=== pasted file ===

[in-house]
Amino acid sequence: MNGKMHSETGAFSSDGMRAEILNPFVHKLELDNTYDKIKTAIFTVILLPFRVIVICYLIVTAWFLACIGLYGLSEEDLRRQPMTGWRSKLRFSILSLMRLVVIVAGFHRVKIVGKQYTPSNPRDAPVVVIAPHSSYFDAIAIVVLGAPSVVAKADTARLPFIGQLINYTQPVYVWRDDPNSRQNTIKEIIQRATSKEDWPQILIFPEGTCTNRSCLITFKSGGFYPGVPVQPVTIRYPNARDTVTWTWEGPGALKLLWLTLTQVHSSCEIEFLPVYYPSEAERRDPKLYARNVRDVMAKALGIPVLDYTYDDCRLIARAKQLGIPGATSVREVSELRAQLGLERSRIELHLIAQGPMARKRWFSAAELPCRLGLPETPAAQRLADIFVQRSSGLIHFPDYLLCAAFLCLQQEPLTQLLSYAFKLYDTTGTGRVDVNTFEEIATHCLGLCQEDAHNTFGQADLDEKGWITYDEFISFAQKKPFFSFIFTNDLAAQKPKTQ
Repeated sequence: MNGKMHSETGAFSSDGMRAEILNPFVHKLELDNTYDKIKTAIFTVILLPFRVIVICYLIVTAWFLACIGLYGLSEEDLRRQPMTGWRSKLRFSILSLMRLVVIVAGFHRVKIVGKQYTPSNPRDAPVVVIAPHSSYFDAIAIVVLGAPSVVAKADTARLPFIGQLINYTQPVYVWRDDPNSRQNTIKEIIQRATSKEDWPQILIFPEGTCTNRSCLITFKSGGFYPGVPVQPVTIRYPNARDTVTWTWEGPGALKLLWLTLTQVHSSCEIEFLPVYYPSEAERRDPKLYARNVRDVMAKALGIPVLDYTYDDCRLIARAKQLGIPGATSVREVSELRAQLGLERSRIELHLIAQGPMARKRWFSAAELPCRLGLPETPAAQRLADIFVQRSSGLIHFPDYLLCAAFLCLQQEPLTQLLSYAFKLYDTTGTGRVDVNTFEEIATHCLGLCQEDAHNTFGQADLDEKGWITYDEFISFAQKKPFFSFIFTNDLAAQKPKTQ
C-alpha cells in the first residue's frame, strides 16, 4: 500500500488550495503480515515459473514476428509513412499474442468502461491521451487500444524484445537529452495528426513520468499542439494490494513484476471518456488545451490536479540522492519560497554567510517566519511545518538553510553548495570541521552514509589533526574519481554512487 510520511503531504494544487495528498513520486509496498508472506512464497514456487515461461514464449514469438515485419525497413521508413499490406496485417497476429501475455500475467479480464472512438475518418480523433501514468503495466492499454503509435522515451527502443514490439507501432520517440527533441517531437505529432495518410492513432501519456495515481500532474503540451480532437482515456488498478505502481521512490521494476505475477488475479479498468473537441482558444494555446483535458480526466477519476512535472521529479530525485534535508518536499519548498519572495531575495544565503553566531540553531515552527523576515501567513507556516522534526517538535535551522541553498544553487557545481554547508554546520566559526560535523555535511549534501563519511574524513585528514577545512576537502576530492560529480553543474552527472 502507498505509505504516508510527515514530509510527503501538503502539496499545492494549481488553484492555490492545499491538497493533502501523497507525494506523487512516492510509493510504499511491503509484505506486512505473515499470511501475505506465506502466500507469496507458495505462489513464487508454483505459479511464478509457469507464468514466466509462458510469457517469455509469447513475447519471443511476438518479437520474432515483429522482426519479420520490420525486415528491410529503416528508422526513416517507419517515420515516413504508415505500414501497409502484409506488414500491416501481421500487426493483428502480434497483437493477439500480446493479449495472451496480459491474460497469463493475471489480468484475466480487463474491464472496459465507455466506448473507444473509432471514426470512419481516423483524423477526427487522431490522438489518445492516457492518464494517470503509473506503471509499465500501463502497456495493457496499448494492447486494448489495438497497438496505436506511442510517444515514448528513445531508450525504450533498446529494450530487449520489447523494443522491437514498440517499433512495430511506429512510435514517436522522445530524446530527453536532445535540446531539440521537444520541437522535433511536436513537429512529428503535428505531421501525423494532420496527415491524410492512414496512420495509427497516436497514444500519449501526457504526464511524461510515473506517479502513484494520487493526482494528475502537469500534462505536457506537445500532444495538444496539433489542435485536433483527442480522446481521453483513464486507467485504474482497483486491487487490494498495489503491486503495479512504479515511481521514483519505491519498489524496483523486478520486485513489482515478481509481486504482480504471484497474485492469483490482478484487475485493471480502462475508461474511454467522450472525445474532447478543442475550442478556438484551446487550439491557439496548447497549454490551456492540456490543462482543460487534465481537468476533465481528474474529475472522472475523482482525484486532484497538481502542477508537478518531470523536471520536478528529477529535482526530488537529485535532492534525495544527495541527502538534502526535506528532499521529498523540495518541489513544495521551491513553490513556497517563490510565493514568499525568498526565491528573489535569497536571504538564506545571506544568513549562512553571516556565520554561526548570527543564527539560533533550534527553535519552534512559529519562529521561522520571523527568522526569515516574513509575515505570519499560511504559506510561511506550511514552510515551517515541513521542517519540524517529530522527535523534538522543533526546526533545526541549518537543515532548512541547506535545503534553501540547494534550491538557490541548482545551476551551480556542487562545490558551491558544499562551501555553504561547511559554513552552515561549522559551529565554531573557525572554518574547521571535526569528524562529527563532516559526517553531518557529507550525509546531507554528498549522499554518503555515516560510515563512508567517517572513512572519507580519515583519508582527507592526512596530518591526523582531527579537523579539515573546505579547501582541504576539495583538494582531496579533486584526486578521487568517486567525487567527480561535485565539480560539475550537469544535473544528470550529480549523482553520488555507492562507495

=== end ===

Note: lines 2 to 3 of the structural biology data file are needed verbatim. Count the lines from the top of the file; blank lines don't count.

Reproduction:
Amino acid sequence: MNGKMHSETGAFSSDGMRAEILNPFVHKLELDNTYDKIKTAIFTVILLPFRVIVICYLIVTAWFLACIGLYGLSEEDLRRQPMTGWRSKLRFSILSLMRLVVIVAGFHRVKIVGKQYTPSNPRDAPVVVIAPHSSYFDAIAIVVLGAPSVVAKADTARLPFIGQLINYTQPVYVWRDDPNSRQNTIKEIIQRATSKEDWPQILIFPEGTCTNRSCLITFKSGGFYPGVPVQPVTIRYPNARDTVTWTWEGPGALKLLWLTLTQVHSSCEIEFLPVYYPSEAERRDPKLYARNVRDVMAKALGIPVLDYTYDDCRLIARAKQLGIPGATSVREVSELRAQLGLERSRIELHLIAQGPMARKRWFSAAELPCRLGLPETPAAQRLADIFVQRSSGLIHFPDYLLCAAFLCLQQEPLTQLLSYAFKLYDTTGTGRVDVNTFEEIATHCLGLCQEDAHNTFGQADLDEKGWITYDEFISFAQKKPFFSFIFTNDLAAQKPKTQ
Repeated sequence: MNGKMHSETGAFSSDGMRAEILNPFVHKLELDNTYDKIKTAIFTVILLPFRVIVICYLIVTAWFLACIGLYGLSEEDLRRQPMTGWRSKLRFSILSLMRLVVIVAGFHRVKIVGKQYTPSNPRDAPVVVIAPHSSYFDAIAIVVLGAPSVVAKADTARLPFIGQLINYTQPVYVWRDDPNSRQNTIKEIIQRATSKEDWPQILIFPEGTCTNRSCLITFKSGGFYPGVPVQPVTIRYPNARDTVTWTWEGPGALKLLWLTLTQVHSSCEIEFLPVYYPSEAERRDPKLYARNVRDVMAKALGIPVLDYTYDDCRLIARAKQLGIPGATSVREVSELRAQLGLERSRIELHLIAQGPMARKRWFSAAELPCRLGLPETPAAQRLADIFVQRSSGLIHFPDYLLCAAFLCLQQEPLTQLLSYAFKLYDTTGTGRVDVNTFEEIATHCLGLCQEDAHNTFGQADLDEKGWITYDEFISFAQKKPFFSFIFTNDLAAQKPKTQ